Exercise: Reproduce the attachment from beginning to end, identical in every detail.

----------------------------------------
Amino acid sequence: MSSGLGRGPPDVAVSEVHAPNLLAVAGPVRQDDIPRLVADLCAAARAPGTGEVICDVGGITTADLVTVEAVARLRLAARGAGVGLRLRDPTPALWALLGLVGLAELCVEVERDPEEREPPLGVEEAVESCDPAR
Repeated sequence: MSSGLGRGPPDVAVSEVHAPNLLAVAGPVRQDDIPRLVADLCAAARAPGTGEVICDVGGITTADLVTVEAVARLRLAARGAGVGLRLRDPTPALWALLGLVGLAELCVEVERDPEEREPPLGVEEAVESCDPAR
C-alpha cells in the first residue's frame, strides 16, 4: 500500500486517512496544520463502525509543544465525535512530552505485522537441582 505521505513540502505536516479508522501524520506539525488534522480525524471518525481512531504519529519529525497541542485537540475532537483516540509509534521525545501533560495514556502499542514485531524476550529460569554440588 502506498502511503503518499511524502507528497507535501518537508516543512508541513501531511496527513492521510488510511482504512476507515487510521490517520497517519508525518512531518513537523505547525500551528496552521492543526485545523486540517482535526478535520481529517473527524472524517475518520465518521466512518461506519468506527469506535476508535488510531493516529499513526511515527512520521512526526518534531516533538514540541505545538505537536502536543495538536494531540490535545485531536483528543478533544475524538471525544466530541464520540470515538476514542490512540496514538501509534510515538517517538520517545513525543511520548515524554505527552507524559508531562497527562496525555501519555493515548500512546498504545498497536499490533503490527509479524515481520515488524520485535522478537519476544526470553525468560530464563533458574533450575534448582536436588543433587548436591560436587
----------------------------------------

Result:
Amino acid sequence: MSSGLGRGPPDVAVSEVHAPNLLAVAGPVRQDDIPRLVADLCAAARAPGTGEVICDVGGITTADLVTVEAVARLRLAARGAGVGLRLRDPTPALWALLGLVGLAELCVEVERDPEEREPPLGVEEAVESCDPAR
Repeated sequence: MSSGLGRGPPDVAVSEVHAPNLLAVAGPVRQDDIPRLVADLCAAARAPGTGEVICDVGGITTADLVTVEAVARLRLAARGAGVGLRLRDPTPALWALLGLVGLAELCVEVERDPEEREPPLGVEEAVESCDPAR
C-alpha cells in the first residue's frame, strides 16, 4: 500500500486517512496544520463502525509543544465525535512530552505485522537441582 505521505513540502505536516479508522501524520506539525488534522480525524471518525481512531504519529519529525497541542485537540475532537483516540509509534521525545501533560495514556502499542514485531524476550529460569554440588 502506498502511503503518499511524502507528497507535501518537508516543512508541513501531511496527513492521510488510511482504512476507515487510521490517520497517519508525518512531518513537523505547525500551528496552521492543526485545523486540517482535526478535520481529517473527524472524517475518520465518521466512518461506519468506527469506535476508535488510531493516529499513526511515527512520521512526526518534531516533538514540541505545538505537536502536543495538536494531540490535545485531536483528543478533544475524538471525544466530541464520540470515538476514542490512540496514538501509534510515538517517538520517545513525543511520548515524554505527552507524559508531562497527562496525555501519555493515548500512546498504545498497536499490533503490527509479524515481520515488524520485535522478537519476544526470553525468560530464563533458574533450575534448582536436588543433587548436591560436587